Let’s deal with this right up front: yes, this post is about an African-American man, a slave, who fought on behalf of the Confederacy. No, this is not one of those websites that trumps out every so-called “black Confederate” we can find to try to make some half-baked point about the fair treatment of black men in the CSA Army. That’s cheap politics, and that’s not how we play at RSM.
A quick Google search of “black Confederates” will return numerous sites claiming not only that thousands of black men took up arms for the Confederate cause, but were treated better than their Northern counterparts to boot. The truth is, most of the slaves who were with the Confederates were not enlisted soldiers, but cooks, body servants – you know, slaves.
One black man who did, by most accounts, serve as a soldier for the South was Levi Miller of Virginia. According to University of Virginia historian Ervin L. Jordan, Miller accompanied his master, Capt. John J. McBride, to serve in the 5th Texas Infantry. (Those websites claiming thousands of black Confederate soldiers love to quote Jordan. Even more, they love to post a picture of Jordan, a black man, thinking it bolsters their spurious research.)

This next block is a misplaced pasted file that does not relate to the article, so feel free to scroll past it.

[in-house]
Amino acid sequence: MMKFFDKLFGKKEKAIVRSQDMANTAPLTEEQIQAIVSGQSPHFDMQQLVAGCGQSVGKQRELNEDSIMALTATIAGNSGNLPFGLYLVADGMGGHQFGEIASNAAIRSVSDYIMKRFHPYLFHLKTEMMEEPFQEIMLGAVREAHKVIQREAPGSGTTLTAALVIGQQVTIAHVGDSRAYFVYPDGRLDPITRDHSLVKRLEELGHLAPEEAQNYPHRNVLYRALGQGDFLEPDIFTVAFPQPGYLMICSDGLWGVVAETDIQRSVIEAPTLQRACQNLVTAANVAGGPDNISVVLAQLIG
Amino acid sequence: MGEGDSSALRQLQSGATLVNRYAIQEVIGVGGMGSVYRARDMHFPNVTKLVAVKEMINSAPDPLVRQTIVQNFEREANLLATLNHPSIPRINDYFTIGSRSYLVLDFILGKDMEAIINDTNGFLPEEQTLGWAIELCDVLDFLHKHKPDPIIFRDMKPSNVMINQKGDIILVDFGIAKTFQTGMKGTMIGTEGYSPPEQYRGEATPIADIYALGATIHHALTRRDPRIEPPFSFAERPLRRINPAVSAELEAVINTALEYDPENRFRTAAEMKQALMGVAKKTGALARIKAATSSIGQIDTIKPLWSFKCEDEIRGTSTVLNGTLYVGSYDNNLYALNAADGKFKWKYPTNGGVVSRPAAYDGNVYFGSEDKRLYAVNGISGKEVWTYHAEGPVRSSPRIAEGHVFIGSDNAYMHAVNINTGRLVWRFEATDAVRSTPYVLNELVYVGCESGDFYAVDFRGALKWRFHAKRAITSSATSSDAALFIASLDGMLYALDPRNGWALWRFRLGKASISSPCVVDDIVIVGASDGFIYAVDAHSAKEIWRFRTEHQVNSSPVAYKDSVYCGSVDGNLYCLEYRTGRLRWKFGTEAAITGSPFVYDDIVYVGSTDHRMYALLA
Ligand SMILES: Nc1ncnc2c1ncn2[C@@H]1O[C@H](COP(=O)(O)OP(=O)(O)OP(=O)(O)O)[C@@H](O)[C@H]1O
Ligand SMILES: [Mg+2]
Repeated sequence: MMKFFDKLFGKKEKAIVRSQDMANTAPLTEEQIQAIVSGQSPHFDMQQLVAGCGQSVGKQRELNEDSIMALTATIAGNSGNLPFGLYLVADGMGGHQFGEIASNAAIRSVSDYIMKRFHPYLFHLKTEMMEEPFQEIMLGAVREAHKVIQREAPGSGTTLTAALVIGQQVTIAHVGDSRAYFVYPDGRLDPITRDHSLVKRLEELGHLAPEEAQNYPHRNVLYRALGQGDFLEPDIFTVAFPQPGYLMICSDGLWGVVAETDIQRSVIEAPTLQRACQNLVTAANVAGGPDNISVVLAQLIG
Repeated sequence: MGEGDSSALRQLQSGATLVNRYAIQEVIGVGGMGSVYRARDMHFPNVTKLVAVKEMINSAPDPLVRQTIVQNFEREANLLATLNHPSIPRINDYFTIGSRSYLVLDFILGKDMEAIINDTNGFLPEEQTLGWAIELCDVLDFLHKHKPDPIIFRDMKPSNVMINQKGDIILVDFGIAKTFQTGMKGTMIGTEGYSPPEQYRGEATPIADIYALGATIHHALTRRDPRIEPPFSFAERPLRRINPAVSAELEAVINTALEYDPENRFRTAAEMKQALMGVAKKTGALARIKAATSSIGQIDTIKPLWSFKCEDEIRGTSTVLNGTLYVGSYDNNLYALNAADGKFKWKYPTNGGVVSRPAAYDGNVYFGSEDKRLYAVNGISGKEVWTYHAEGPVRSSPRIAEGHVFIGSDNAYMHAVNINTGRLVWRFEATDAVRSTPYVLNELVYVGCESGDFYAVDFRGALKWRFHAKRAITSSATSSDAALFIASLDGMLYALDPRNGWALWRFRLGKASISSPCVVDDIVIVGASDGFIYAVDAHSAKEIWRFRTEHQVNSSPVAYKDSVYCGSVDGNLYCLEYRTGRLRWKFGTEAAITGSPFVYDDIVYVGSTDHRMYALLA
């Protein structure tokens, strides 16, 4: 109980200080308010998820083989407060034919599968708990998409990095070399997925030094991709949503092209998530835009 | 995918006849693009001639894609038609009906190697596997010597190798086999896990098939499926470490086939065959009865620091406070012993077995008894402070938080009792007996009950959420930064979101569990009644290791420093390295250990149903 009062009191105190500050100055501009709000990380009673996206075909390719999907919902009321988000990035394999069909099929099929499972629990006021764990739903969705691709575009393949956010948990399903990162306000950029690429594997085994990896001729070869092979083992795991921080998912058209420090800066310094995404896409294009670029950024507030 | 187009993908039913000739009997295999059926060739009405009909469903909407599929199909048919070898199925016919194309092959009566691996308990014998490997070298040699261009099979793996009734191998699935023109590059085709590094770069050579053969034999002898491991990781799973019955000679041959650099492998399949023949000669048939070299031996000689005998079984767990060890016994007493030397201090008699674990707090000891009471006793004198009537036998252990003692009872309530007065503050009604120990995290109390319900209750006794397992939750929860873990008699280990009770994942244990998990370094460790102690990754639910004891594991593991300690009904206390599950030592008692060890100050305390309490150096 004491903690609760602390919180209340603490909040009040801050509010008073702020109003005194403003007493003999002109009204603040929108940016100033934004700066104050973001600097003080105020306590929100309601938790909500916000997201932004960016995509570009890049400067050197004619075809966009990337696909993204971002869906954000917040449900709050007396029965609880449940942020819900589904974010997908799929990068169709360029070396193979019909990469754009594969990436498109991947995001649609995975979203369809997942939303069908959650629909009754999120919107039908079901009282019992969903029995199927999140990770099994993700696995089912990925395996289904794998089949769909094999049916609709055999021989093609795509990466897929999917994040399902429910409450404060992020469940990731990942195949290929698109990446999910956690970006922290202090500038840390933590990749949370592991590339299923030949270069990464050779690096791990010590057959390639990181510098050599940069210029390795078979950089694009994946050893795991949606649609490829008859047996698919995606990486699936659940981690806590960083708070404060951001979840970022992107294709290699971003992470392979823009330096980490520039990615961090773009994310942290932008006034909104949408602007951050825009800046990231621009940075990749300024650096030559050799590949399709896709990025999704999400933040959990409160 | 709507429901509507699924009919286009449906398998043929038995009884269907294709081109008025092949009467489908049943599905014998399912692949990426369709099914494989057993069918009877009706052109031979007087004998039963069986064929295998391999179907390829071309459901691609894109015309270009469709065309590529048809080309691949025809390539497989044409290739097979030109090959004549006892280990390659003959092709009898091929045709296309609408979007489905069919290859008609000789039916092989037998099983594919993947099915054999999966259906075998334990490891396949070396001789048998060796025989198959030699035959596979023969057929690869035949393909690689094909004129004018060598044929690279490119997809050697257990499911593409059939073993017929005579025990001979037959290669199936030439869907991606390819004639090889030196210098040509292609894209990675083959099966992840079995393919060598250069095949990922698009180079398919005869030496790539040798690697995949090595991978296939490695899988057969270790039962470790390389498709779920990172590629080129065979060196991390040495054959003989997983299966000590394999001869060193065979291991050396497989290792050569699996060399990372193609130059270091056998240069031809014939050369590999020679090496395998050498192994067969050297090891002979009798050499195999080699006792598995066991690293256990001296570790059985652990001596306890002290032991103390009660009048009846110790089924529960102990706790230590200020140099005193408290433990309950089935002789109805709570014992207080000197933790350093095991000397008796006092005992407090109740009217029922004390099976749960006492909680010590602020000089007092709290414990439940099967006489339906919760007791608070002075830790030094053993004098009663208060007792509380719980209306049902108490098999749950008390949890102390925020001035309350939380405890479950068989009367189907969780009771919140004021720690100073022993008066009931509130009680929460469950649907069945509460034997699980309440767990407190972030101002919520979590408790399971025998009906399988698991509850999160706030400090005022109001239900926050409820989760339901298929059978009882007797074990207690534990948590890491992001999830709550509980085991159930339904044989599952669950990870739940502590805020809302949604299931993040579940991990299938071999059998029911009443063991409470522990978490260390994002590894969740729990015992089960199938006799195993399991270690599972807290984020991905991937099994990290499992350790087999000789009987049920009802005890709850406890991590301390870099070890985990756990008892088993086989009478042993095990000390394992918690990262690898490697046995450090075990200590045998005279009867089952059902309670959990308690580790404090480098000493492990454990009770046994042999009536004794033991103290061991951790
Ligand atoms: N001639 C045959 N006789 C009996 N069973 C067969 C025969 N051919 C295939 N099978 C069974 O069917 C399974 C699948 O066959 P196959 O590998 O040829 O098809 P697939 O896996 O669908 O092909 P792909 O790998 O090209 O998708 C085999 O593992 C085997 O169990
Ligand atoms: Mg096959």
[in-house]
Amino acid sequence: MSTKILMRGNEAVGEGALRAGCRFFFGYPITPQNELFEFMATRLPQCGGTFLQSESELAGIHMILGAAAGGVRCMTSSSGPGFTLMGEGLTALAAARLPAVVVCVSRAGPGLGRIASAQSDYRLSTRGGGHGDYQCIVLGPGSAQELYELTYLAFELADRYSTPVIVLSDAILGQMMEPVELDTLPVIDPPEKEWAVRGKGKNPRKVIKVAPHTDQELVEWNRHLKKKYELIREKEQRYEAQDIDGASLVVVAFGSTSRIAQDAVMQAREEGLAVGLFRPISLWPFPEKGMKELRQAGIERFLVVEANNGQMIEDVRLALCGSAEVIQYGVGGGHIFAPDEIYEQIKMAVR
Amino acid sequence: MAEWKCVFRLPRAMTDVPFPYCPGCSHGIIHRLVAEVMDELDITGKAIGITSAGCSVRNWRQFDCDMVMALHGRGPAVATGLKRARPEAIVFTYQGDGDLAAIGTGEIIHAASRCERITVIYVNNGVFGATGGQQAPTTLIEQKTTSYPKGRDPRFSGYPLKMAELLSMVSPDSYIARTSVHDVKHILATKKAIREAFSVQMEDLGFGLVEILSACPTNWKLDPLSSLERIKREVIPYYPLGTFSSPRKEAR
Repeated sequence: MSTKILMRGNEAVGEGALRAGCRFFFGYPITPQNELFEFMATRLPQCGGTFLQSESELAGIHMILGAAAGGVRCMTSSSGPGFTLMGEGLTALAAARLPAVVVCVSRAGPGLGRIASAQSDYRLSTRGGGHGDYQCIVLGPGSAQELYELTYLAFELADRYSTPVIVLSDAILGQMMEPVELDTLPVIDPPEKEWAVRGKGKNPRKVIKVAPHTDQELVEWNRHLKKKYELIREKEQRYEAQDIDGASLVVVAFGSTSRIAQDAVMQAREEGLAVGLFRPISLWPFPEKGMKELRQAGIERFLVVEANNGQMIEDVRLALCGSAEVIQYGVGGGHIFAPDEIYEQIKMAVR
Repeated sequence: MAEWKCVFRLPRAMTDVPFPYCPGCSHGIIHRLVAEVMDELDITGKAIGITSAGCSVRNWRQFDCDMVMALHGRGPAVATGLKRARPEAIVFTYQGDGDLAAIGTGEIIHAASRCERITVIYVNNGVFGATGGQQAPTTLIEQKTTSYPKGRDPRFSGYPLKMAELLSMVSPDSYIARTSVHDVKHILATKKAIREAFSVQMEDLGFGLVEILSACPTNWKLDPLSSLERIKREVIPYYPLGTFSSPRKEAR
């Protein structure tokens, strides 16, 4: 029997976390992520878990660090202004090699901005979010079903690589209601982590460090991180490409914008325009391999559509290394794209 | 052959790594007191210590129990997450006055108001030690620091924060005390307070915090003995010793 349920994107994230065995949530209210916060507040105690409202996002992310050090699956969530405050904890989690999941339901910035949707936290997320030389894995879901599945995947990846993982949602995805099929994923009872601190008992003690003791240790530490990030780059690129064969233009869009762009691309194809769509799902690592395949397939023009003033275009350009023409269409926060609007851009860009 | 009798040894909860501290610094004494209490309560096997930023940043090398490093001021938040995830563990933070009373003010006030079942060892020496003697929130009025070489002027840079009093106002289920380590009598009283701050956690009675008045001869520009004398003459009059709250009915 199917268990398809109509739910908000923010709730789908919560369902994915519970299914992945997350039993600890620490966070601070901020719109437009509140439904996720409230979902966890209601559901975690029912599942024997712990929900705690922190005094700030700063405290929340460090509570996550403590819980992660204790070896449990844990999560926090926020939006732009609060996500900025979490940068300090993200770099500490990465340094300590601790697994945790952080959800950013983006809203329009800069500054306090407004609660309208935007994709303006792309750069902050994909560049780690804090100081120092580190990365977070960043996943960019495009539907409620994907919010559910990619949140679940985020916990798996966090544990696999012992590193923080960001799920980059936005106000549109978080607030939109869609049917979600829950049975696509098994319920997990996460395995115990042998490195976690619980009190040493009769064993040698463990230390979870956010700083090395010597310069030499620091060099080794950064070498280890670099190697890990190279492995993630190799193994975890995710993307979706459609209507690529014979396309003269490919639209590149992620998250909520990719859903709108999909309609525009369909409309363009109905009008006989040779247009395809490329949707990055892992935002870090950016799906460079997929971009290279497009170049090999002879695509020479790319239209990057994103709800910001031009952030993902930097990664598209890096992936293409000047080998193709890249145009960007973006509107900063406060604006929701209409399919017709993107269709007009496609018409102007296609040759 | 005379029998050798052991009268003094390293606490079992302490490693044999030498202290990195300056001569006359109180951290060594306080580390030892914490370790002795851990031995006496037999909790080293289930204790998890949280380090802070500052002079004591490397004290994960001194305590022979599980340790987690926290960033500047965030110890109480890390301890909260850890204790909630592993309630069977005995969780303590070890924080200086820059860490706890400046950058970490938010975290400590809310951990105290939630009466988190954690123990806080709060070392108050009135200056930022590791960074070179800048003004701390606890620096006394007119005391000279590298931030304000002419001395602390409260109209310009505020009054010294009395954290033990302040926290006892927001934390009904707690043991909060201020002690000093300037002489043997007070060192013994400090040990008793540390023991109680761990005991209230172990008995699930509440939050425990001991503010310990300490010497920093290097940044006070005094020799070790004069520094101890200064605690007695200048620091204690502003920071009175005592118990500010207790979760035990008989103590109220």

Back to Miller. After nursing McBride back to health following a near-fatal injury, Miller was named a “full-fledged soldier” by the Texans. He fought alongside free white men for the remainder of the war, reportedly refusing relatives and friends who encouraged him to escape during the Gettysburg campaign. No clear explanation is given as to why he would do such a thing.
Not all historians are quick to embrace the Miller story, however. This Civil War history blog takes a more skeptical approach to the accounts of Miller and is endeavoring to validate the tales.
Miller’s obituary, attributed by Jordan to the Winchester Evening Star, reads like this:
“Levi Miller, one of the few colored men regularly enlisted in the Confederate army…was affectionately known among the white as well as the colored people of this section as the grand old man of his race. He always had a deep love for everything southern, and although born a slave, it was his loyalty to his state that led him to enter the southern army and fight through the four entire years of the war.”
It is difficult for me to comprehend such devotion that would compel an enslaved man to fight on behalf of his enslavers. Regardless of his motivations, Levi Miller is proof positive that history is far more complex than either the victors or the vanquished would have us believe.